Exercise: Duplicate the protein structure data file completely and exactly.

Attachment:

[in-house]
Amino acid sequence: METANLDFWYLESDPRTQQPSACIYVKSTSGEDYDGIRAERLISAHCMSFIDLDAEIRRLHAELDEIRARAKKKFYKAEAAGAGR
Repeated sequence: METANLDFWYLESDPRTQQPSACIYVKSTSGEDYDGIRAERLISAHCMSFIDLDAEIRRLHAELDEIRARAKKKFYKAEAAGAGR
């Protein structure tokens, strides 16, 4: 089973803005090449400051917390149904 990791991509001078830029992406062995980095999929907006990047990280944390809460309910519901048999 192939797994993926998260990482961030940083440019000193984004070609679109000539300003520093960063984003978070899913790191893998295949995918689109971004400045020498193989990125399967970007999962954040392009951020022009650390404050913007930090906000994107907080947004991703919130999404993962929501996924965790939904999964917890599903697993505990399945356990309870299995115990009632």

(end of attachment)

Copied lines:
[in-house]
Amino acid sequence: METANLDFWYLESDPRTQQPSACIYVKSTSGEDYDGIRAERLISAHCMSFIDLDAEIRRLHAELDEIRARAKKKFYKAEAAGAGR
Repeated sequence: METANLDFWYLESDPRTQQPSACIYVKSTSGEDYDGIRAERLISAHCMSFIDLDAEIRRLHAELDEIRARAKKKFYKAEAAGAGR
């Protein structure tokens, strides 16, 4: 089973803005090449400051917390149904 990791991509001078830029992406062995980095999929907006990047990280944390809460309910519901048999 192939797994993926998260990482961030940083440019000193984004070609679109000539300003520093960063984003978070899913790191893998295949995918689109971004400045020498193989990125399967970007999962954040392009951020022009650390404050913007930090906000994107907080947004991703919130999404993962929501996924965790939904999964917890599903697993505990399945356990309870299995115990009632």